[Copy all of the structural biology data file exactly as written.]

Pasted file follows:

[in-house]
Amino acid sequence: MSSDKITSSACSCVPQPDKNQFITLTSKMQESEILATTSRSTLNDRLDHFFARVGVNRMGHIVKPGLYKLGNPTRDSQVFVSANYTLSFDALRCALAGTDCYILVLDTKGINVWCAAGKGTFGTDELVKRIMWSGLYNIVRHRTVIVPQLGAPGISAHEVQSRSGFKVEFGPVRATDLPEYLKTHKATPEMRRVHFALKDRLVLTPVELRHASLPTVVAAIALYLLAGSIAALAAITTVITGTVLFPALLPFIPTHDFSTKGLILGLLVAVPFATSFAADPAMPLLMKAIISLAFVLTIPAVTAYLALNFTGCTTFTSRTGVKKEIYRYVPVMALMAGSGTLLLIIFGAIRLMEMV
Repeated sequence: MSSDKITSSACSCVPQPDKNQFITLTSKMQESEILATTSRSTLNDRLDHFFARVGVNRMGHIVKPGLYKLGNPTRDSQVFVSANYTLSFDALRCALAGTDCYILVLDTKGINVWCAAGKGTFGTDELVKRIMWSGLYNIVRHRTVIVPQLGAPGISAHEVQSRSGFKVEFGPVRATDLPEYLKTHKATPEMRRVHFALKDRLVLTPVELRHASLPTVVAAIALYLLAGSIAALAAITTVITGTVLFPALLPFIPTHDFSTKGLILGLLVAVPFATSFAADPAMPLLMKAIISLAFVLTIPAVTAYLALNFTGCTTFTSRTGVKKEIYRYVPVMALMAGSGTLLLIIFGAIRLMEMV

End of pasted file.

[in-house]
Amino acid sequence: MSSDKITSSACSCVPQPDKNQFITLTSKMQESEILATTSRSTLNDRLDHFFARVGVNRMGHIVKPGLYKLGNPTRDSQVFVSANYTLSFDALRCALAGTDCYILVLDTKGINVWCAAGKGTFGTDELVKRIMWSGLYNIVRHRTVIVPQLGAPGISAHEVQSRSGFKVEFGPVRATDLPEYLKTHKATPEMRRVHFALKDRLVLTPVELRHASLPTVVAAIALYLLAGSIAALAAITTVITGTVLFPALLPFIPTHDFSTKGLILGLLVAVPFATSFAADPAMPLLMKAIISLAFVLTIPAVTAYLALNFTGCTTFTSRTGVKKEIYRYVPVMALMAGSGTLLLIIFGAIRLMEMV
Repeated sequence: MSSDKITSSACSCVPQPDKNQFITLTSKMQESEILATTSRSTLNDRLDHFFARVGVNRMGHIVKPGLYKLGNPTRDSQVFVSANYTLSFDALRCALAGTDCYILVLDTKGINVWCAAGKGTFGTDELVKRIMWSGLYNIVRHRTVIVPQLGAPGISAHEVQSRSGFKVEFGPVRATDLPEYLKTHKATPEMRRVHFALKDRLVLTPVELRHASLPTVVAAIALYLLAGSIAALAAITTVITGTVLFPALLPFIPTHDFSTKGLILGLLVAVPFATSFAADPAMPLLMKAIISLAFVLTIPAVTAYLALNFTGCTTFTSRTGVKKEIYRYVPVMALMAGSGTLLLIIFGAIRLMEMV